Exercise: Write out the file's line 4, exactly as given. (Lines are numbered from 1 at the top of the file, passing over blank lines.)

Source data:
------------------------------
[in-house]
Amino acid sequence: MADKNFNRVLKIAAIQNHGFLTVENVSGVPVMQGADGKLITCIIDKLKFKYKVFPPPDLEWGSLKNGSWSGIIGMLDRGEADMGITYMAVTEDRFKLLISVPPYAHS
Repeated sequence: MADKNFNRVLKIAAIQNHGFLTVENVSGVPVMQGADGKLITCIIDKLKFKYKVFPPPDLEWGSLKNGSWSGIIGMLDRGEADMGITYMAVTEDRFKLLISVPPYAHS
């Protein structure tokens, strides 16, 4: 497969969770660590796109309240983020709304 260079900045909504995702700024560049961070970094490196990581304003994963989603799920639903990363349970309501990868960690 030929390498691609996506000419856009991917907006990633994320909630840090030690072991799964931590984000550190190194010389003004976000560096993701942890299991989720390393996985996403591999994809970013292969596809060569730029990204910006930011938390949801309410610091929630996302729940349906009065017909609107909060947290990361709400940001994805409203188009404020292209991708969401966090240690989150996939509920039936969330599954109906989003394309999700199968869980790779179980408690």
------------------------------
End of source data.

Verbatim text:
């Protein structure tokens, strides 16, 4: 497969969770660590796109309240983020709304 260079900045909504995702700024560049961070970094490196990581304003994963989603799920639903990363349970309501990868960690 030929390498691609996506000419856009991917907006990633994320909630840090030690072991799964931590984000550190190194010389003004976000560096993701942890299991989720390393996985996403591999994809970013292969596809060569730029990204910006930011938390949801309410610091929630996302729940349906009065017909609107909060947290990361709400940001994805409203188009404020292209991708969401966090240690989150996939509920039936969330599954109906989003394309999700199968869980790779179980408690």